43.  De perturbatione post mortem comitis et pace.

Sed iam dignum est ut articulum ad superiora tempora conuertamus et ea, qu_ prius quidem gesta sed a nobis hactenus sunt pretermissa, referamus.  Neque enim quecumque eodem tempore contigerunt eodem etiam tempore dici potuerunt.  Interfecto igitur Bruggis, ut dictum est, marchione, fama mali tanti confestim circumquaque diffunditur et ipsa eadem die usque ad triginta fere leugas extenditur.  Ubique ergo luctus, ubique gemitus et dolor ingens, clericorum, monachorum, rusticorum, pauperum, postremo omnium in pace et tranquillitate degere et equitatem seruare et seruari cupientium.  Raptores autem quilibet et iniqui, utpote uinculis, quibus tenebantur, disruptis, soluti (magis enim, sicut tunc euidenter patuit, Karoli refrenati fuerant timore quam Dei), uniuersa turbare, mercatores quosque et uiatores rebus suis expoliare et ipsos plerumque ligare et incarcerare ceperunt.  Tanta namque fuit peruersorum hominum rabies et nequitia ut nec sancti temporis, nam quadragesima erat, eos coibere ualeret reuerentia.  Uerum, omnipotentis Dei subueniente clementia, in breui repressa est eorum dementia.  Prefatus enim Willelmus, domni Karoli consobrinus, mox ut mortem comitis, nuncio deferente, cognouit, eadem die comitatum sibi, frustra tamen, uendicauit et Ariam oppidum munitissimum occupauit et oppidanos omnes fidelitatem sibi iurare fecit.  Cumque et Sanctum Uenantium, Casletum, Bellulam, Ipram, Bergensem quoque et Furnensem terram pari modo sibi subegisset, motus raptorum in finibus illis cito repressit et pacem seruari mandauit.  Ceteri quoque barones terr_, inuicem collocuti, Deo inspirante, paci consenserunt et singuli partes suas defensare studuerunt.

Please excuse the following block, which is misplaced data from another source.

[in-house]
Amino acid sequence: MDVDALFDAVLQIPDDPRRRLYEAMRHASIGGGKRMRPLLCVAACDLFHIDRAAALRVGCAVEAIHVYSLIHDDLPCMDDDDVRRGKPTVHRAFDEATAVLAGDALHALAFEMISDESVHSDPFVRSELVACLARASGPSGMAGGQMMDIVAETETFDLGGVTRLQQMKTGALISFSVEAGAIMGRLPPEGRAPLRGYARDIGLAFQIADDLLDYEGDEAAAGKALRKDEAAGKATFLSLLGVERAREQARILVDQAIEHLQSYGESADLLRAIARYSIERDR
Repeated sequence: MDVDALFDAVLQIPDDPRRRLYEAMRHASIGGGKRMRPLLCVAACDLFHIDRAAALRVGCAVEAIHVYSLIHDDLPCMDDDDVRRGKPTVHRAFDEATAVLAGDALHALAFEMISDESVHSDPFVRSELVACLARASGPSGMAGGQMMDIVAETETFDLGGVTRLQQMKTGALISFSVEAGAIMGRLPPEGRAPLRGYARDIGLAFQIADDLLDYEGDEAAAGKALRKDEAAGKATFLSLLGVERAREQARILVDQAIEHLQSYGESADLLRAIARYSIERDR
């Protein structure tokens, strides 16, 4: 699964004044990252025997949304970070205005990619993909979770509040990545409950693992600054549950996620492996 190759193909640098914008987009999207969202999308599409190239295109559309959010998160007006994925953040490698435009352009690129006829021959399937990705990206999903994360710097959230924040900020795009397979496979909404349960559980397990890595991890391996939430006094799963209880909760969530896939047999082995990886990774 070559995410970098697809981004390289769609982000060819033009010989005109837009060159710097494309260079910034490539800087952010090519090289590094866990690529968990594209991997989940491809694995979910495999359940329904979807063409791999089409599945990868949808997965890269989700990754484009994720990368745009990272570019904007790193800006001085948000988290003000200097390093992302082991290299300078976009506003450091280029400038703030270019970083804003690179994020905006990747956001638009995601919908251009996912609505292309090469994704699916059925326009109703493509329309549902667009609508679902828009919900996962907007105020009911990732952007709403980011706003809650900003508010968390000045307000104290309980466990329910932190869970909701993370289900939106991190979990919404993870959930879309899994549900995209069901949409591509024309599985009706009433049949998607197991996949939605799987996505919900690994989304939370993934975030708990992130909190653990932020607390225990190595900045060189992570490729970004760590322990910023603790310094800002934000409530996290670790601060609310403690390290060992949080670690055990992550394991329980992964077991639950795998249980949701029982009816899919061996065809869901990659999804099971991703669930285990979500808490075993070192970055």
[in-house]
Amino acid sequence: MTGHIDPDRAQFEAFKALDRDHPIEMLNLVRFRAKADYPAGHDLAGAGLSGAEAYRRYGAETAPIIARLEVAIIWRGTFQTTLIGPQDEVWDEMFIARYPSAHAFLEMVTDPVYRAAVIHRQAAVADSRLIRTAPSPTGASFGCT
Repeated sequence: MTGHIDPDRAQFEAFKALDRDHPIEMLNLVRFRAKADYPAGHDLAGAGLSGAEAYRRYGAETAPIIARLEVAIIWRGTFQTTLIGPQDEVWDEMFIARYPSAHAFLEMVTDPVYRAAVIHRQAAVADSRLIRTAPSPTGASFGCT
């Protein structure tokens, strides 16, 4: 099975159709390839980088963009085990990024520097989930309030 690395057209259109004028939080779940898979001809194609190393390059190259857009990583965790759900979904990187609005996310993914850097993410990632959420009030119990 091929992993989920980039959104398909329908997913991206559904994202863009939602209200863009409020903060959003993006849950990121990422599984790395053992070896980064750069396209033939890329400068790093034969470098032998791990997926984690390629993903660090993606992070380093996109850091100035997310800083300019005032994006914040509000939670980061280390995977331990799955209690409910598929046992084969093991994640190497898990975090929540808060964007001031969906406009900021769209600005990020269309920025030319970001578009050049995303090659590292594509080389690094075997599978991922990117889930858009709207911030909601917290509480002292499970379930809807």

44.  De aduentu regis et ordinatione comitatus.